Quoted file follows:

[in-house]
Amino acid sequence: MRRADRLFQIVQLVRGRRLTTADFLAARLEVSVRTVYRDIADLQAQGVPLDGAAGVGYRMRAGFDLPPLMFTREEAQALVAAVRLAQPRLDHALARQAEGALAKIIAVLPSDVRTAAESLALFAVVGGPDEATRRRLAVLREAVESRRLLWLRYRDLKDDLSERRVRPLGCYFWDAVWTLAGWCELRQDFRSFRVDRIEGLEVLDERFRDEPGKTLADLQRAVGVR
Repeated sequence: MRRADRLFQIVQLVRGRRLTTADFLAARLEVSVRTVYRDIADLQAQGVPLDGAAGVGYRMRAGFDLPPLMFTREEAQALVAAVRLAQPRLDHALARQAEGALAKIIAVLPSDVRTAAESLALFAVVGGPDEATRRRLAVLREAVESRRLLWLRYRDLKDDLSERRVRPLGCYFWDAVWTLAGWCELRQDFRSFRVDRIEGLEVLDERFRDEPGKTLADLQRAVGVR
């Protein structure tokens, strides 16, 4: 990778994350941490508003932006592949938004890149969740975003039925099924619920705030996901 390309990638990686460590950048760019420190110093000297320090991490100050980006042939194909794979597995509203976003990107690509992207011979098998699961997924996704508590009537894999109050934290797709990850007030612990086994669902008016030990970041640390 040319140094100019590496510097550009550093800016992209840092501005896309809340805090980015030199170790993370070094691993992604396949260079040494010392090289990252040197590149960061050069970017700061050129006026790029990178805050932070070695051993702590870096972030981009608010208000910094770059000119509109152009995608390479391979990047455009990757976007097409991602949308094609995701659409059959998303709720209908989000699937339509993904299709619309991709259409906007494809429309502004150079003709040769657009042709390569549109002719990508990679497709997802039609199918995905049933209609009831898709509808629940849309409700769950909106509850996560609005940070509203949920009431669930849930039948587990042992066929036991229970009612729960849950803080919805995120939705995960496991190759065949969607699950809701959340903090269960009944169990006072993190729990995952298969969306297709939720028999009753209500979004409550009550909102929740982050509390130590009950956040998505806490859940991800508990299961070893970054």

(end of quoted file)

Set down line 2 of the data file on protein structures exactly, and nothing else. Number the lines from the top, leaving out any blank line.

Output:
Amino acid sequence: MRRADRLFQIVQLVRGRRLTTADFLAARLEVSVRTVYRDIADLQAQGVPLDGAAGVGYRMRAGFDLPPLMFTREEAQALVAAVRLAQPRLDHALARQAEGALAKIIAVLPSDVRTAAESLALFAVVGGPDEATRRRLAVLREAVESRRLLWLRYRDLKDDLSERRVRPLGCYFWDAVWTLAGWCELRQDFRSFRVDRIEGLEVLDERFRDEPGKTLADLQRAVGVR